Let’s be very clear, West Sussex schools are chronically underfunded when compared to similar schools in other areas across England. Much has been made of this through the WorthLess? Campaign which many of you will be aware of. Let’s also be clear that the recruitment of teachers into the profession is at crisis point. So, what is my point regarding the Arts? Well, put simply, if a school like St Wilfrid’s was to reduce the arts side of the curriculum and reduce the opportunities for students to take part in extra-curricular activities then, ultimately, those staff would leave. This would leave the possibility of those staff not being replaced, not necessarily because the decision is made not to replace them but because there may not be anyone to replace them with. The self-fulfilling prophecy then takes over and where there was once vibrant Drama, Music, Art & Dance Departments; you are left with tumbleweed.

That’s outrageous I hear you say; yes it is, but here’s a question; what are you prepared to do about it? If nothing, then read no further, but if you really are interested, do two things. Firstly, if your son or daughter at any point in their school lives, or in fact at any point in their life, says that they want to choose any of the art subjects; let them, and even better, fully support them; leave no stone unturned in allowing them to develop their passion, their talent, because by doing this they will be happy and isn’t that the point. Imagine you are stuck in a job whereby every day you wake up and it’s an effort to force yourself into work, you don’t enjoy it but just wished you could do something else; now imagine that is the way your child thinks about going to school because you made them choose the so called academic subjects because you think they are more important, because you’ve believed the hype. Secondly, support your child’s school, write to your local MP about funding, even better go to their surgery and confront them about it in a relentlessly reasonable way; it really isn’t good enough, you pay the same amount of tax as the same family in Greenwich!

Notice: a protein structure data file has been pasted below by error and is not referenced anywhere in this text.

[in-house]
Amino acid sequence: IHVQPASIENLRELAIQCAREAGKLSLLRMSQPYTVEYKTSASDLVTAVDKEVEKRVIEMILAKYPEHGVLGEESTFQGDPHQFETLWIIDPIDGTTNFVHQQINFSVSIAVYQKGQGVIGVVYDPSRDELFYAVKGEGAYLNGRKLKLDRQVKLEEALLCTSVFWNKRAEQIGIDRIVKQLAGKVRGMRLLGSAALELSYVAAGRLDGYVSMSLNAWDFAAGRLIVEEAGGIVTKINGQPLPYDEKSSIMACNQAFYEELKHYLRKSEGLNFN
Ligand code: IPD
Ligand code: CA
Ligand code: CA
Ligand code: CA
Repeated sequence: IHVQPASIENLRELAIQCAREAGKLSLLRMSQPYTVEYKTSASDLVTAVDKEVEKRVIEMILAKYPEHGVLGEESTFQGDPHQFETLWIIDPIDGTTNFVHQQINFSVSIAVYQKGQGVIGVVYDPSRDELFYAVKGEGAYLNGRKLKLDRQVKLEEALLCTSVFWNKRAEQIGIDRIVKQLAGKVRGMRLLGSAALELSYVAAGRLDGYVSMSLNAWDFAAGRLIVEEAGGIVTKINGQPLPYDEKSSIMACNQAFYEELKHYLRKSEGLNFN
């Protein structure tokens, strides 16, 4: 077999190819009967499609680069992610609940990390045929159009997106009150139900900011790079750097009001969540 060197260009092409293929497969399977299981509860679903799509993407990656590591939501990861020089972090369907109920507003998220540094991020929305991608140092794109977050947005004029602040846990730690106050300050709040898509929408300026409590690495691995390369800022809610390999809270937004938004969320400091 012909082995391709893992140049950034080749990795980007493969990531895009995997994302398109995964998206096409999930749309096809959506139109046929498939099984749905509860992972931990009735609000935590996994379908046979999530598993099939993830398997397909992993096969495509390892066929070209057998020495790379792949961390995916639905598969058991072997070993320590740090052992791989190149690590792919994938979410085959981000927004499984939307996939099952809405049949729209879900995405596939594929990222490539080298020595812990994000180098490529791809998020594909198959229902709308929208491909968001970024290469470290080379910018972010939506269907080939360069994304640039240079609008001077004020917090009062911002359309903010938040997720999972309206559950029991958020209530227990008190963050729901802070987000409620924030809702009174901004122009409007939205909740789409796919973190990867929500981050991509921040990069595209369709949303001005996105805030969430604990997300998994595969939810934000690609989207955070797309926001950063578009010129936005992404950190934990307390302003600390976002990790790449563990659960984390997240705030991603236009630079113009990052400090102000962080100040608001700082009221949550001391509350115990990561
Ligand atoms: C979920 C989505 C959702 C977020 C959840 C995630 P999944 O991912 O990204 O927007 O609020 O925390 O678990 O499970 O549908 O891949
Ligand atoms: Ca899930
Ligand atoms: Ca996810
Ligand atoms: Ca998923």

We are in challenging times in education, of that there is no doubt but one thing is for sure, where parents/carers and schools unite in challenging inequality, then change can follow. We need more funding, we need more teachers and we need your help to ensure that all children get the very best experience in schools and that they are happy and fulfilled by their experiences; they only get one “shot at the title”.

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Education

Meet the new head of Thomas Bennett Community College

After a turbulent year the school welcomes their new head teacher.

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Mr Smith is extremely proud to have been appointed as the new permanent Head Teacher of Thomas Bennett Community College in Crawley. 

In particular, Mr Smith is excited to be working with both students and parents in the coming months and serving the community to provide an excellent education.

A highly experienced and inspiration leader, Mr Smith joins Thomas Bennett from Hastings, where he was the Principal for two secondary schools.

Mr Smith says

“my key philosophy has always been to do what’s best for the students, raising their aspirations and giving them the tools to be successful”.

Sharing the governing body’s visionary outlook, strong values and sense of community Mr Smith will further strengthen the schools excellence within a nurturing and student focused environment.